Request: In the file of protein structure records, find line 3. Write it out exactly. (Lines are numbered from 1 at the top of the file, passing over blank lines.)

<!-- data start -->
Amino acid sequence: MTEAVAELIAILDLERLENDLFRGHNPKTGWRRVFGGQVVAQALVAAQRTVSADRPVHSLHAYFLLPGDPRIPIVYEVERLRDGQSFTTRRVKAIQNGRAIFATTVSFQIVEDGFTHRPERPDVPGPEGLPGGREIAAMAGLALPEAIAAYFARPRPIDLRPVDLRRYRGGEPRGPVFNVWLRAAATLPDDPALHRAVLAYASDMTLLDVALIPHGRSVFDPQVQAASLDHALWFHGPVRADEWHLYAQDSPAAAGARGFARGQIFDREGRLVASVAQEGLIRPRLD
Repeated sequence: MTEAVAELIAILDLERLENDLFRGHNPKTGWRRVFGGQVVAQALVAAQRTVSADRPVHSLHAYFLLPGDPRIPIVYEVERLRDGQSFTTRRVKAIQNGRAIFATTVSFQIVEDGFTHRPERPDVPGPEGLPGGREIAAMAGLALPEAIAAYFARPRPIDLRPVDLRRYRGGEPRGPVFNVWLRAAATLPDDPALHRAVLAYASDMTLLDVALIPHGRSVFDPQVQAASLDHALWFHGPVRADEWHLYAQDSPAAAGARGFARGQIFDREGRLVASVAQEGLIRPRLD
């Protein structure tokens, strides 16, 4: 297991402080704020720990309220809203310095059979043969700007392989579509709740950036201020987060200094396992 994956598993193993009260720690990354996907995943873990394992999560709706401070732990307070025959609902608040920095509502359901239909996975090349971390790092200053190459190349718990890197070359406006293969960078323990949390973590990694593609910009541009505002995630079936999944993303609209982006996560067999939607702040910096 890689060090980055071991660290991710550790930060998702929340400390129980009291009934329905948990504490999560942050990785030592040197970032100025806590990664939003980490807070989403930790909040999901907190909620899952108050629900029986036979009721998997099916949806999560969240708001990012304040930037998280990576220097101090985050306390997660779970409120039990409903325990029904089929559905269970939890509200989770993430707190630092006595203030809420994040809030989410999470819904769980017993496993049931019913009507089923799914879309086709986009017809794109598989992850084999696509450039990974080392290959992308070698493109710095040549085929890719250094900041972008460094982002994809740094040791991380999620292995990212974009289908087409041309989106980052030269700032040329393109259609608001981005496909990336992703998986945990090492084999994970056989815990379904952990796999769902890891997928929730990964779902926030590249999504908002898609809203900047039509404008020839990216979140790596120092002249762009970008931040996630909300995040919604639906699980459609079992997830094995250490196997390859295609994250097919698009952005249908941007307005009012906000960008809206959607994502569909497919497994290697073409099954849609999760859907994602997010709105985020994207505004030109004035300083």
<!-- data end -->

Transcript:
């Protein structure tokens, strides 16, 4: 297991402080704020720990309220809203310095059979043969700007392989579509709740950036201020987060200094396992 994956598993193993009260720690990354996907995943873990394992999560709706401070732990307070025959609902608040920095509502359901239909996975090349971390790092200053190459190349718990890197070359406006293969960078323990949390973590990694593609910009541009505002995630079936999944993303609209982006996560067999939607702040910096 890689060090980055071991660290991710550790930060998702929340400390129980009291009934329905948990504490999560942050990785030592040197970032100025806590990664939003980490807070989403930790909040999901907190909620899952108050629900029986036979009721998997099916949806999560969240708001990012304040930037998280990576220097101090985050306390997660779970409120039990409903325990029904089929559905269970939890509200989770993430707190630092006595203030809420994040809030989410999470819904769980017993496993049931019913009507089923799914879309086709986009017809794109598989992850084999696509450039990974080392290959992308070698493109710095040549085929890719250094900041972008460094982002994809740094040791991380999620292995990212974009289908087409041309989106980052030269700032040329393109259609608001981005496909990336992703998986945990090492084999994970056989815990379904952990796999769902890891997928929730990964779902926030590249999504908002898609809203900047039509404008020839990216979140790596120092002249762009970008931040996630909300995040919604639906699980459609079992997830094995250490196997390859295609994250097919698009952005249908941007307005009012906000960008809206959607994502569909497919497994290697073409099954849609999760859907994602997010709105985020994207505004030109004035300083």